Connor has been awarded the 2018 NSF Graduate Research Fellowship. This program recruits high-potential, early-career scientists and engineers and supports their graduate research training in STEM fields. He is today featured in our member spotlight.
Connor grew up in Virginia and attended the Thomas Jefferson High School for Science and Technology in Alexandria, VA where he took a course in mathematical methods for physicists. This was this course which gave Connor his interest for the field. He went on to study physics at Duke University, where his research focused on a variety of topics within the field of condensed matter theory, including quasicrystal formation and the design of novel quantum Monte Carlo methods. It was this later work, with its joint focus on quantum systems and computational complexity, that sparked his interest in quantum information and quantum computing. Connor joined Liang Jiang’s group and the department of Physics as a graduate student in the Spring of 2017.
“David DiVincenzo famously laid out a set of five requirements for quantum computation, one of which is the ability to perform reliable measurements of a quantum system’s state. In any quantum computing architecture, the ability to perform such measurements with high accuracy will be crucial, and I have been interested in developing new ways to make high-fidelity measurements in the circuit quantum electrodynamics (circuit QED) systems studied in the labs here at Yale.” Connor and his colleagues have recently developed a new protocol that could enable one to perform measurements with unprecedented accuracy in these systems. The exciting aspect of this measurement protocol is that, though it was designed with Yale’s circuit QED systems in mind, in principle it could be applied to a variety of other experimental systems—it would be incredibly exciting to see the method utilized elsewhere! More generally, because measurements play such a fundamental role in quantum information processing, the protocol could be useful in a wide variety of applications. Potential examples include gate teleportation, entanglement purification, and modular quantum computation.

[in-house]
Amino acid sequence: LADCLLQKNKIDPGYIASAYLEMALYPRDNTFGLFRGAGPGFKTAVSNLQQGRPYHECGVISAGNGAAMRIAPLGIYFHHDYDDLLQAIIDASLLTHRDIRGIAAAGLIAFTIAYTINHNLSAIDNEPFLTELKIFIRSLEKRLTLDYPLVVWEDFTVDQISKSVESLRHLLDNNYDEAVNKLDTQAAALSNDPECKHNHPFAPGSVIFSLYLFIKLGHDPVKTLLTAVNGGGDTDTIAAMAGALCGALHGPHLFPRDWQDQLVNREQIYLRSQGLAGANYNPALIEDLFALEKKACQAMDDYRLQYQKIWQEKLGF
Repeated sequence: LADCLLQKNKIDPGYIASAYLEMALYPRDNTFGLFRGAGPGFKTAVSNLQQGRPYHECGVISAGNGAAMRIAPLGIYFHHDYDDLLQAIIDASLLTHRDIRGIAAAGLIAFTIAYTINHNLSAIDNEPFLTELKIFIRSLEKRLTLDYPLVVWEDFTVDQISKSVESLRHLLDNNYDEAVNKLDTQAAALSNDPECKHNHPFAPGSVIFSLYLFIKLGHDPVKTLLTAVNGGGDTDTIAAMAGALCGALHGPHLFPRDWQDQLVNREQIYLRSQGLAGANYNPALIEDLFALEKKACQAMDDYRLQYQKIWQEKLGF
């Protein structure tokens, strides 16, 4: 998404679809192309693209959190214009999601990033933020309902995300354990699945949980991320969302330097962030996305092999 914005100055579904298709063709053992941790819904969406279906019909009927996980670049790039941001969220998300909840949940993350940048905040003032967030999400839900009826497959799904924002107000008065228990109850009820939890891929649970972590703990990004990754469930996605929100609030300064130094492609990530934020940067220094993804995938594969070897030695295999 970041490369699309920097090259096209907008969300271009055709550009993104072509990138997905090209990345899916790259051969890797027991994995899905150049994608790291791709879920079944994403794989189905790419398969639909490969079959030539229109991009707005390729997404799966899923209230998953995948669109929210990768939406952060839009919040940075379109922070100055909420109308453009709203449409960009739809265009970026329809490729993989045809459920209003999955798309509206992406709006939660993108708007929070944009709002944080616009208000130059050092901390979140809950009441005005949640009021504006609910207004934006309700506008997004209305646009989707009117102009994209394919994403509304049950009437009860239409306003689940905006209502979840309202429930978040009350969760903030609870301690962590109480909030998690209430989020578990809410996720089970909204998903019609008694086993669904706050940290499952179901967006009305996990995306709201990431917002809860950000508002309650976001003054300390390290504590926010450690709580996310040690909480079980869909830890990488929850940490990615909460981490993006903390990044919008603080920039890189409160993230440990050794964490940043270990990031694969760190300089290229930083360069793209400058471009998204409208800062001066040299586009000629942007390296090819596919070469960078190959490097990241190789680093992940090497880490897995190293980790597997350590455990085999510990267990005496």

Connor developed the measurement protocol in collaboration with several students in Rob Schoelkopf’s group (Sal Elder, Chris Wang, and Kevin Chou), and they are now working together on an experimental implementation. The experiment is still in the preliminary stages, but he reports that the initial results are quite promising!
He has also recently become interested in circuit quantum acoustodynamic systems, where superconducting circuits are coupled to acoustic vibrations. With the potential for both long mode lifetimes and compact designs, these systems have great promise as quantum information platforms. “I’m interested in developing practical ways to process and manipulate quantum information in these systems.”
Connor has recently adopted a pet blue-tonged skink named Lola. She is nearly two feet long and enjoys blueberries.
Upper, D., The unsuccessful self-treatment of a case of ‘writer’s block’, Journal of Applied Behavior Analysis 7.3 (1974). [Be sure to read the whole thing!]
Hann, C.T., Elder, S.S., Wang, C.S., Chou K., Schoelkopf, R.J., Jiang, L., Robust readout of bosonic qubits in the dispersive coupling regime, arXiv:1712.07785, 2017
Dornheim, T., Groth, S., Schoof, T., Hann, C., Bonitz, M., Ab initio quantum Monte Carlo simulations of the uniform electron gas without fixed nodes: The unpolarized case, Physical Review B, 93 (20), art. no. 205134, 2016